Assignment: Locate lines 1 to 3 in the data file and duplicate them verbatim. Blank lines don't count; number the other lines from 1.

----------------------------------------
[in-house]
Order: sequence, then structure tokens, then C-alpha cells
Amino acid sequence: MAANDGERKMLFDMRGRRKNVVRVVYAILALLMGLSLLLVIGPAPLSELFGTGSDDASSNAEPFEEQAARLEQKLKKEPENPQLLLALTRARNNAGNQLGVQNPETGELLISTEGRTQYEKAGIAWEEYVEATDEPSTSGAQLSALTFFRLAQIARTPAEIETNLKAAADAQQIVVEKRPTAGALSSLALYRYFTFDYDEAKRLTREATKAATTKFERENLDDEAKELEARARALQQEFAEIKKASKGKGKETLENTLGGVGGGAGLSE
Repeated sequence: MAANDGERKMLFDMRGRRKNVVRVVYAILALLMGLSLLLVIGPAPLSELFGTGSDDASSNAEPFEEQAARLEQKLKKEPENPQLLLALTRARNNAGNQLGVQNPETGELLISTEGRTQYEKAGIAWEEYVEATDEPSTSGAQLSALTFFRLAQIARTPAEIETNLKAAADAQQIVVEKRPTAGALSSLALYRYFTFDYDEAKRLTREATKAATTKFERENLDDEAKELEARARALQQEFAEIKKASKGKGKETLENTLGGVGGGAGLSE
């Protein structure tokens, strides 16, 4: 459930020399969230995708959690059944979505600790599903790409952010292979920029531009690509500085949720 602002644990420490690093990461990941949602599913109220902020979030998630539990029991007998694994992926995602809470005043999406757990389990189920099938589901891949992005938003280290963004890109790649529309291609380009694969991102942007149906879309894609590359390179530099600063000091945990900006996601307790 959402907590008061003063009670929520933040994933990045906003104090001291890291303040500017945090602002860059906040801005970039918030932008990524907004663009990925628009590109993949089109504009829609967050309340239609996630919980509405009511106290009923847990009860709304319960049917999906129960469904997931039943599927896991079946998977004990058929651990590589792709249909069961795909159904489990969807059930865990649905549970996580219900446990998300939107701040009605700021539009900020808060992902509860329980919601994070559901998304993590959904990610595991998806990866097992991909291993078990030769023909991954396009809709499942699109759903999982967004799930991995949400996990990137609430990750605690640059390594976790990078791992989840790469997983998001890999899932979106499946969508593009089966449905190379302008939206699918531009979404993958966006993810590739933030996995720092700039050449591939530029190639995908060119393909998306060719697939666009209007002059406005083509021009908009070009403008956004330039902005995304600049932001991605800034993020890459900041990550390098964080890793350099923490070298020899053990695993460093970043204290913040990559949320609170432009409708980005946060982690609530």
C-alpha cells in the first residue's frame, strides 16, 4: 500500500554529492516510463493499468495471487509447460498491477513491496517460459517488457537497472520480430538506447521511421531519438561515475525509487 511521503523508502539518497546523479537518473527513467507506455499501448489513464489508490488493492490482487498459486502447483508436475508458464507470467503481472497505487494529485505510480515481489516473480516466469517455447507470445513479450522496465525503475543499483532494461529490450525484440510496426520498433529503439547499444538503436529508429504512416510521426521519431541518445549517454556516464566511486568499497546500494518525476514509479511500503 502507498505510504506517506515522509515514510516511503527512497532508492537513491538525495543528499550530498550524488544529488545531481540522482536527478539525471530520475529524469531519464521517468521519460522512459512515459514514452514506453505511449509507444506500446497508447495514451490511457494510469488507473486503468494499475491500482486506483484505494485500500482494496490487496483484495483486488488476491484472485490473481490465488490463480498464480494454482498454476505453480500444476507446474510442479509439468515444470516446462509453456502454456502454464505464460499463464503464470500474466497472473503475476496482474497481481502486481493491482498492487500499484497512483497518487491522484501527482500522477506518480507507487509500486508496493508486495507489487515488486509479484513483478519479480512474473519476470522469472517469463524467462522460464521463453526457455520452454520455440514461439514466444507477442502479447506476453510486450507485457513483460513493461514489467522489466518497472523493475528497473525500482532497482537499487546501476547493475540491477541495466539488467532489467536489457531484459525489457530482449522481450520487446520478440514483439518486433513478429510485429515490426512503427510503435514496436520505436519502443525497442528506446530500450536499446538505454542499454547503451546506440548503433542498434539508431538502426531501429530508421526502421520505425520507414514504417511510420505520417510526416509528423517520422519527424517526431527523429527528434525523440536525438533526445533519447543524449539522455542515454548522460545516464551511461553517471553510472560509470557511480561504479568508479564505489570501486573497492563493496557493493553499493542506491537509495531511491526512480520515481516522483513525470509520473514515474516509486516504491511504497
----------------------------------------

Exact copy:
[in-house]
Order: sequence, then structure tokens, then C-alpha cells
Amino acid sequence: MAANDGERKMLFDMRGRRKNVVRVVYAILALLMGLSLLLVIGPAPLSELFGTGSDDASSNAEPFEEQAARLEQKLKKEPENPQLLLALTRARNNAGNQLGVQNPETGELLISTEGRTQYEKAGIAWEEYVEATDEPSTSGAQLSALTFFRLAQIARTPAEIETNLKAAADAQQIVVEKRPTAGALSSLALYRYFTFDYDEAKRLTREATKAATTKFERENLDDEAKELEARARALQQEFAEIKKASKGKGKETLENTLGGVGGGAGLSE